Vincent Scarpa interviews Anna Journey for Electric Literature:
"Journey has a preternatural gift for artful swerving and associative shifting, so that—in the title essay, for example—a recollection of a breakdown and an ensuing call to a suicide hotline opens into a consideration of taxidermy and lyric time. In writing about her mother’s penchant for telling macabre stories at the dinner table, Journey makes a connection to campfire songs, and suddenly we’re delivered into a new space the essay has created to argue for the cultural importance of American roots music. And in providing the reader with a portrait of a tattoo artist named after a pirate-themed rum, Journey is concurrently turning our attention to the ways in which we inscribe our skins and spirits through the intimate gestures of ink. All of this without the work ever feeling as though Journey has her thumb on the scale, which is no small feat. This restraint is a mark of brilliance as well as an act of generosity. It’s a vote for the reader’s autonomy and an invitation to wonder and wander inside the latitudes laid out in the work; spaces in which Journey is both our cartographer and our fellow traveler."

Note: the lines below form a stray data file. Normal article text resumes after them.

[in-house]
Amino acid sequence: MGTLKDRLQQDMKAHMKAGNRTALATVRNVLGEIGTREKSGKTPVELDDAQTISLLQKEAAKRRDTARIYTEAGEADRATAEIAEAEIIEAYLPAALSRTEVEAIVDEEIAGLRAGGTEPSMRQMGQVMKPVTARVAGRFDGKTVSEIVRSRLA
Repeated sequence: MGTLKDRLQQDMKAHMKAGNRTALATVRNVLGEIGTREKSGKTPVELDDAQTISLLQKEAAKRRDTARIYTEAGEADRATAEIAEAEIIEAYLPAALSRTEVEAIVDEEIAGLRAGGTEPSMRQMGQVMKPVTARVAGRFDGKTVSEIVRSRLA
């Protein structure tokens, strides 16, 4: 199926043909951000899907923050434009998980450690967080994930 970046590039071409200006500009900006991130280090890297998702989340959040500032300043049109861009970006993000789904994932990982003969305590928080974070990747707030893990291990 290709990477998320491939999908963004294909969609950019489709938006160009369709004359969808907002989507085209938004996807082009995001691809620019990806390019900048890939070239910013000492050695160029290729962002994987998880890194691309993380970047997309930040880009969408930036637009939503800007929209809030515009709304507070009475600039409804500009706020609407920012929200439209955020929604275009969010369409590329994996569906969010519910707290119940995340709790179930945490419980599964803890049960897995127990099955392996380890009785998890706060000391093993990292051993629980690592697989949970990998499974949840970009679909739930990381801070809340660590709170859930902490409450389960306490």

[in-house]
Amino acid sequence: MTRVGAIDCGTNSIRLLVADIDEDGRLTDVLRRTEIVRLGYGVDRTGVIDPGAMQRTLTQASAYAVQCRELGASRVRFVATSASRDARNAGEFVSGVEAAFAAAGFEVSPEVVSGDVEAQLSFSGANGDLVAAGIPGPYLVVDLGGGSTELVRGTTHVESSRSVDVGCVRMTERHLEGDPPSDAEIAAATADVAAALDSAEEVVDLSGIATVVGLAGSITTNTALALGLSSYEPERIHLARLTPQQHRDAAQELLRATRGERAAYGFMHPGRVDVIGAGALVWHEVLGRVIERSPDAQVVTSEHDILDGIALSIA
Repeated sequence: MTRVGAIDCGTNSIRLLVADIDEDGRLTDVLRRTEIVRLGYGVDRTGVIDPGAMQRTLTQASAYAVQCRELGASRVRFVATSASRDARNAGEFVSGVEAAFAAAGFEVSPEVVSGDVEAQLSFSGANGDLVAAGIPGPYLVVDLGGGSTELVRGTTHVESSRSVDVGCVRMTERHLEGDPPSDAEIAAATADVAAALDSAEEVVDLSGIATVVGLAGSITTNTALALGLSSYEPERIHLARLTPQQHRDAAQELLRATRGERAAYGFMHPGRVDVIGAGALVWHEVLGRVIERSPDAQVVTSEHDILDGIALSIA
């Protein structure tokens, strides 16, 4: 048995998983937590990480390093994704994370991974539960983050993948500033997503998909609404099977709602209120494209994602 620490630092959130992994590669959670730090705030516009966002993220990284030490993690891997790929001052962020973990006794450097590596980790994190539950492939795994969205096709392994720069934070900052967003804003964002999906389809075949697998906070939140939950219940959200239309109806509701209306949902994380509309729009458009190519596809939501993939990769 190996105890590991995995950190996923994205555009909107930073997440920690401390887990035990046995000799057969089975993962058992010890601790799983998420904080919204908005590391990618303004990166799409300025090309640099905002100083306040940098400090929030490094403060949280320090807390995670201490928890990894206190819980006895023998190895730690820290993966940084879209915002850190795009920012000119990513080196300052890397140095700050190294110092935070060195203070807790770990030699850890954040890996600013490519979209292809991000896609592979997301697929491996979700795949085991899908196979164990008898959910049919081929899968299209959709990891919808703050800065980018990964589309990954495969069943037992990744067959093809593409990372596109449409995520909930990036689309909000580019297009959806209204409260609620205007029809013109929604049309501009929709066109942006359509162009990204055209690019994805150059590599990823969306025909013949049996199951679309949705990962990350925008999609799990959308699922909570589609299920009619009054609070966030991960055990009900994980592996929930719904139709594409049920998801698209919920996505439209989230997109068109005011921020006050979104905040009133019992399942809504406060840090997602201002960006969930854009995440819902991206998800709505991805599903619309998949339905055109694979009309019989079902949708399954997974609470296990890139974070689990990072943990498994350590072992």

Check out the full interview at Electric Lit here.